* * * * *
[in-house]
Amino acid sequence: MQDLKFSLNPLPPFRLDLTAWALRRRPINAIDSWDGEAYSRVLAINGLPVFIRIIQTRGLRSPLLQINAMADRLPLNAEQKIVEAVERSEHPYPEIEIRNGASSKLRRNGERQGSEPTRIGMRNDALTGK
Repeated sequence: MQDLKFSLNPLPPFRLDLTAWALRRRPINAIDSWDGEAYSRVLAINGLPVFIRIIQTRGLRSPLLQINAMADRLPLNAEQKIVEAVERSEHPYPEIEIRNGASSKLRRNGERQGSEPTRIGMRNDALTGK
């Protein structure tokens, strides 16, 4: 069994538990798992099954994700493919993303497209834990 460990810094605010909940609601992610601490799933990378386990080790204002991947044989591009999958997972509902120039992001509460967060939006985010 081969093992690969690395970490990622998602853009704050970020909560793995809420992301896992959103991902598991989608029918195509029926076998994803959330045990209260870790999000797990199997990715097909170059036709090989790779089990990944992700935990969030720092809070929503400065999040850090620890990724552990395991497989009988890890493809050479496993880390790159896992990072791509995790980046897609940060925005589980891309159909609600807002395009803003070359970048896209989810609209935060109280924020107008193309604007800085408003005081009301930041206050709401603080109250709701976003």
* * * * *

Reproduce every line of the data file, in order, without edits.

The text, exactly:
[in-house]
Amino acid sequence: MQDLKFSLNPLPPFRLDLTAWALRRRPINAIDSWDGEAYSRVLAINGLPVFIRIIQTRGLRSPLLQINAMADRLPLNAEQKIVEAVERSEHPYPEIEIRNGASSKLRRNGERQGSEPTRIGMRNDALTGK
Repeated sequence: MQDLKFSLNPLPPFRLDLTAWALRRRPINAIDSWDGEAYSRVLAINGLPVFIRIIQTRGLRSPLLQINAMADRLPLNAEQKIVEAVERSEHPYPEIEIRNGASSKLRRNGERQGSEPTRIGMRNDALTGK
């Protein structure tokens, strides 16, 4: 069994538990798992099954994700493919993303497209834990 460990810094605010909940609601992610601490799933990378386990080790204002991947044989591009999958997972509902120039992001509460967060939006985010 081969093992690969690395970490990622998602853009704050970020909560793995809420992301896992959103991902598991989608029918195509029926076998994803959330045990209260870790999000797990199997990715097909170059036709090989790779089990990944992700935990969030720092809070929503400065999040850090620890990724552990395991497989009988890890493809050479496993880390790159896992990072791509995790980046897609940060925005589980891309159909609600807002395009803003070359970048896209989810609209935060109280924020107008193309604007800085408003005081009301930041206050709401603080109250709701976003």